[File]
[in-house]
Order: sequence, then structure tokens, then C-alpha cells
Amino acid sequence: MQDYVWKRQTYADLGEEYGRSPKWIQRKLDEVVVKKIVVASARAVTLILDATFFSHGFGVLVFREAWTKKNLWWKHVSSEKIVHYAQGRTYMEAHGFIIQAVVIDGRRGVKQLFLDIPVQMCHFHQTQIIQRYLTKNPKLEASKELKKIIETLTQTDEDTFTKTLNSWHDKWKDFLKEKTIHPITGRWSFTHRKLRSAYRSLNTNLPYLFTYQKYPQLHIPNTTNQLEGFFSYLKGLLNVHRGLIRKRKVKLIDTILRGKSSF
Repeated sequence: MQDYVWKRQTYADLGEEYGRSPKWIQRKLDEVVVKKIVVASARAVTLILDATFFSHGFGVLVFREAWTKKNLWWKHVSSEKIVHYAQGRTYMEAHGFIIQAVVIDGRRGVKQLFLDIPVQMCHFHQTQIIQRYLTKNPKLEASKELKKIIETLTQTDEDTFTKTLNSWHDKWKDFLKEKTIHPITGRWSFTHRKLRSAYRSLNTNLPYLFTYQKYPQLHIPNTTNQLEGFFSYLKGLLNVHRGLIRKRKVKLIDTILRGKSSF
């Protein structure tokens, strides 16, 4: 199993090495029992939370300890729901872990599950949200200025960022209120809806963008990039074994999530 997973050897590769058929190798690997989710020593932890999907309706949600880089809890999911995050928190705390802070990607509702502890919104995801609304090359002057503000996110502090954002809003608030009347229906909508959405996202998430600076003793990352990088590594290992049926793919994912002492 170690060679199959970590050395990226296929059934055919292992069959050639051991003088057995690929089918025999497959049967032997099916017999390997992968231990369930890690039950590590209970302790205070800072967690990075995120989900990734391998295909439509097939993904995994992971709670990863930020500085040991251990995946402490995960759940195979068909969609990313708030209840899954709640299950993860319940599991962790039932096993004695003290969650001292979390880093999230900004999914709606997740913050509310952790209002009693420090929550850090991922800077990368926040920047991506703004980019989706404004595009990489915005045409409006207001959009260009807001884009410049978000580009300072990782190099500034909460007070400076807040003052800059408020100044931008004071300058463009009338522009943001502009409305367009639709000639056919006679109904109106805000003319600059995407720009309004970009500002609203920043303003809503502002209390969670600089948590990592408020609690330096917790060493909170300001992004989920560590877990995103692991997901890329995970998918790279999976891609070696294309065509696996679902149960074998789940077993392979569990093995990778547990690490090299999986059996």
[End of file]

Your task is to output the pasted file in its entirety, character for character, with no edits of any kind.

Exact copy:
[in-house]
Order: sequence, then structure tokens, then C-alpha cells
Amino acid sequence: MQDYVWKRQTYADLGEEYGRSPKWIQRKLDEVVVKKIVVASARAVTLILDATFFSHGFGVLVFREAWTKKNLWWKHVSSEKIVHYAQGRTYMEAHGFIIQAVVIDGRRGVKQLFLDIPVQMCHFHQTQIIQRYLTKNPKLEASKELKKIIETLTQTDEDTFTKTLNSWHDKWKDFLKEKTIHPITGRWSFTHRKLRSAYRSLNTNLPYLFTYQKYPQLHIPNTTNQLEGFFSYLKGLLNVHRGLIRKRKVKLIDTILRGKSSF
Repeated sequence: MQDYVWKRQTYADLGEEYGRSPKWIQRKLDEVVVKKIVVASARAVTLILDATFFSHGFGVLVFREAWTKKNLWWKHVSSEKIVHYAQGRTYMEAHGFIIQAVVIDGRRGVKQLFLDIPVQMCHFHQTQIIQRYLTKNPKLEASKELKKIIETLTQTDEDTFTKTLNSWHDKWKDFLKEKTIHPITGRWSFTHRKLRSAYRSLNTNLPYLFTYQKYPQLHIPNTTNQLEGFFSYLKGLLNVHRGLIRKRKVKLIDTILRGKSSF
């Protein structure tokens, strides 16, 4: 199993090495029992939370300890729901872990599950949200200025960022209120809806963008990039074994999530 997973050897590769058929190798690997989710020593932890999907309706949600880089809890999911995050928190705390802070990607509702502890919104995801609304090359002057503000996110502090954002809003608030009347229906909508959405996202998430600076003793990352990088590594290992049926793919994912002492 170690060679199959970590050395990226296929059934055919292992069959050639051991003088057995690929089918025999497959049967032997099916017999390997992968231990369930890690039950590590209970302790205070800072967690990075995120989900990734391998295909439509097939993904995994992971709670990863930020500085040991251990995946402490995960759940195979068909969609990313708030209840899954709640299950993860319940599991962790039932096993004695003290969650001292979390880093999230900004999914709606997740913050509310952790209002009693420090929550850090991922800077990368926040920047991506703004980019989706404004595009990489915005045409409006207001959009260009807001884009410049978000580009300072990782190099500034909460007070400076807040003052800059408020100044931008004071300058463009009338522009943001502009409305367009639709000639056919006679109904109106805000003319600059995407720009309004970009500002609203920043303003809503502002209390969670600089948590990592408020609690330096917790060493909170300001992004989920560590877990995103692991997901890329995970998918790279999976891609070696294309065509696996679902149960074998789940077993392979569990093995990778547990690490090299999986059996």